Well, this is basically the place where real-life Oregon Trail outcomes occur. People have lost gear or even died by foolishly trying to ford swim the Kennebec. It’s over your head in the middle, and an upstream dam can release rushing water quickly without warning. This is why a volunteer uses a canoe to bring people across during hiker season. But this “ferry” only runs from 9am to 2pm. Hiking 14 miles by 2pm, even in good conditions, would be risky timing. I didn’t like the chances of arriving in time, and missing it would mean I have to wait until the next day. I don’t have a spare day right now to wait for a ferry.

So, long story short, I hiked on. I decided to go an extra 3.7 miles to the East Carry Pond, and setup camp at a well-established stealth spot near a sandy beach. I did those 3.7 miles in under 90 minutes (hurray for flat trails!) and soon found the campsite.

And what a campsite! This pond is actually a huge lake with private cabins and boats on it, and the beach was incredible. Not too big, but with clean white sand at a low-grade entry, which allowed for a pleasant late-night swim and bath. If I could own a summer home in Maine, this is where it would be.

A trio of ladies are here as well, who hiked the AT a few years ago when they retired. They came out for a week of hiking together in Maine and made sure to include a night here, their favorite spot. I thanked them for letting me share it with them, and we all sat on the beach, watching the sky darken as the sun set behind us. We agreed to wake up early tomorrow and watch the sun rise over the water together as well. This place is something special.

I feel much better hiking 10 miles from here to the ferry by 2pm. Especially if I’m starting just after sunrise. On the other side of the Kennebec River is the town of Caratunk and a planned hostel/resupply stop.

Hello Neiman (Sharkbait)!

  • Start Mile: 2007.8
  • Start Time: 08:15
  • End Mile: 2029.4
  • End Time: 19:30
  • Miles Hiked: 21.6
  • Miles to Go: 161.5
  • Lodging: East Carry Pond stealth site

9 thoughts on “Day 135: East Carry Pond

  1. Horse to the barn is much more likely to get injured than a race horse running full tilt in a race. Your dad gave me a book years ago called “Mountain Hazards ” that detailed this exact thing. Returning from a trip or nearing the end it is easy to forget where you are and loose concentration. The trail has no human attributes and is never your friend, it can bite you at any time regardless of your experience, miles put in, feelings and determination. Being close to the end can give you a false sense of security. Keep your wits about you, HAPPY TRAILS.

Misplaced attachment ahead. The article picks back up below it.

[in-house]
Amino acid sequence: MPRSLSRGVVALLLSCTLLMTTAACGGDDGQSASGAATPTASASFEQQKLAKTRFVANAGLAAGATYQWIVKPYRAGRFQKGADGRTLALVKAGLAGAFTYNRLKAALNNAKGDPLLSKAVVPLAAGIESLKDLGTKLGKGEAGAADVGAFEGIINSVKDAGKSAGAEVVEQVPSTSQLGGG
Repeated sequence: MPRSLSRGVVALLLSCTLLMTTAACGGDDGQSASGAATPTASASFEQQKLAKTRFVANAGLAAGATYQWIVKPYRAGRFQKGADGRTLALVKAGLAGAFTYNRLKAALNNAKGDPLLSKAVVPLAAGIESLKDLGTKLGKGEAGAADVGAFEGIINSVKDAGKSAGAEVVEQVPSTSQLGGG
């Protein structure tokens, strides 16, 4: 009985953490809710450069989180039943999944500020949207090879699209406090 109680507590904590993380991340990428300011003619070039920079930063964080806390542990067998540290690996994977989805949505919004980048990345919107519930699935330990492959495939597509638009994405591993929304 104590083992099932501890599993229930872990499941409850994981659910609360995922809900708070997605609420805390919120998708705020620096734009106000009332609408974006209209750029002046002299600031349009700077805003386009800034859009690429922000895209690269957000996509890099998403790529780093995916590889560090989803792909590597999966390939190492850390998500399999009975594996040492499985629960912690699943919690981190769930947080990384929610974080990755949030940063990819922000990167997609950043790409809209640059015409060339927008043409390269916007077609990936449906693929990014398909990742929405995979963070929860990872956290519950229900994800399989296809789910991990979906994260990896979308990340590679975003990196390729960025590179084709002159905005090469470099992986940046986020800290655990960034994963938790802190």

Liked by 1 person

  2. Had a coach one time who always said ‘If you’re not fallin’, you’re not tryin’.’ I don’t know if this makes the actual falling better or worse!?! I was visiting my dad in AZ over Memorial day and fell climbing around on rocks in the desert…destroyed my knee (nothing skeletal, just a LOT of missing skin). Left me with a sweet scar and a good story. Stay safe out there! You’re soooooo close!

    Liked by 1 person

  3. Sharkbait!
    Happy here,

    Hmmm…. I’m a little worried to hear that you are embracing your ankle… I think you’ve been on the trail way too long. So, stuff happens, the important thing is that you did the right thing despite the collateral injuries you sustained. It is so easy to have something like this happen. I remember after I had my Achilles Tendon surgery, I was healed, but babying my foot on my 2008 Glacier Trip. All went well with everything I did. Then, a mile from Chief Mountain entry/exit point, I was standing with Rich and simply turned to say something to him, and WHAMOO… I ended up aggravating my ankle. It was so stupid :(. So, the good news is your on your way, with a few extra bruises and cuts, but you’re on your way.

    I love the pictures and the description of this campsite in Maine, it almost (notice I said “almost” makes me wish I was there on the AT).

    I think you made the best decision about the Kennebec River – definitely better safe than sorry.
    Katahdan is in sight – what a odyssey for you! Hmmm…. maybe the Superior Hiking Trail needs to be reconsidered :). Be well, and keep on truckin’
    mom & Happy

    Liked by 1 person

    • Dad, you would have loved these past few days. These lakes feel very much like being up in Brainerd (before the population explosion). I think we just picked the wrong weeks for you to join! Next time we’ll know better. 😎


  4. We’ve been away, and I’ve missed some of your posts. . . . Seems like I’ve caught up at a special time . . . Somewhere I saw that you are over 2000 miles . . . MY WORD! That is so awesome! Keep a clear lead, and keep on trekking . . . Loving being along on your journey, and your story is now travelling around Australia 😀❤️❤️

    Liked by 1 person